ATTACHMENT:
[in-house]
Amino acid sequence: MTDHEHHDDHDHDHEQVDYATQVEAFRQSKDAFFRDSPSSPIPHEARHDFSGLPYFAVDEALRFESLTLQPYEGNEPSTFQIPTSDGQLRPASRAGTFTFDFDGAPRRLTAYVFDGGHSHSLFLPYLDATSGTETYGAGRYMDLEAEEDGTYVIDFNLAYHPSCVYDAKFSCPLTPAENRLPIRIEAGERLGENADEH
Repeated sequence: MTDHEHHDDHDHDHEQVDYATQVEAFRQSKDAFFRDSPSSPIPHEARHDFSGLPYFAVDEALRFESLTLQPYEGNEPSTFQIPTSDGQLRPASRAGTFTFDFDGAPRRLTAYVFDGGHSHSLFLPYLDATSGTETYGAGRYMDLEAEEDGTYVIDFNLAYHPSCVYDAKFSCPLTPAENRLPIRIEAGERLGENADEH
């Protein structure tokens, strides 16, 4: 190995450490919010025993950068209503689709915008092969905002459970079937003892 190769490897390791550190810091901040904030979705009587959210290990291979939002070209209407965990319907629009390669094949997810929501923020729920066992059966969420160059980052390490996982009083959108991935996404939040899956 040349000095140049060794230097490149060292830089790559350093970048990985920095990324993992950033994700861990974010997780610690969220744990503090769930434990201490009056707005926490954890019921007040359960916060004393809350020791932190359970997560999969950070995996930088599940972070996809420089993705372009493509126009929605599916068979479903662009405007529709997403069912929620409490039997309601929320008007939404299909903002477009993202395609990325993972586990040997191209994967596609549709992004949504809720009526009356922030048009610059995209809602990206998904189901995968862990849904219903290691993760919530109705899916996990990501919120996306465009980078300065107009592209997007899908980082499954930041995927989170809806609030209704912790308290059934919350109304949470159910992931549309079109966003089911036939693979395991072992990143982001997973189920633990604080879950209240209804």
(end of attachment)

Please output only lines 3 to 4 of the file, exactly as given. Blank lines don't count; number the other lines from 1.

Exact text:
Repeated sequence: MTDHEHHDDHDHDHEQVDYATQVEAFRQSKDAFFRDSPSSPIPHEARHDFSGLPYFAVDEALRFESLTLQPYEGNEPSTFQIPTSDGQLRPASRAGTFTFDFDGAPRRLTAYVFDGGHSHSLFLPYLDATSGTETYGAGRYMDLEAEEDGTYVIDFNLAYHPSCVYDAKFSCPLTPAENRLPIRIEAGERLGENADEH
């Protein structure tokens, strides 16, 4: 190995450490919010025993950068209503689709915008092969905002459970079937003892 190769490897390791550190810091901040904030979705009587959210290990291979939002070209209407965990319907629009390669094949997810929501923020729920066992059966969420160059980052390490996982009083959108991935996404939040899956 040349000095140049060794230097490149060292830089790559350093970048990985920095990324993992950033994700861990974010997780610690969220744990503090769930434990201490009056707005926490954890019921007040359960916060004393809350020791932190359970997560999969950070995996930088599940972070996809420089993705372009493509126009929605599916068979479903662009405007529709997403069912929620409490039997309601929320008007939404299909903002477009993202395609990325993972586990040997191209994967596609549709992004949504809720009526009356922030048009610059995209809602990206998904189901995968862990849904219903290691993760919530109705899916996990990501919120996306465009980078300065107009592209997007899908980082499954930041995927989170809806609030209704912790308290059934919350109304949470159910992931549309079109966003089911036939693979395991072992990143982001997973189920633990604080879950209240209804």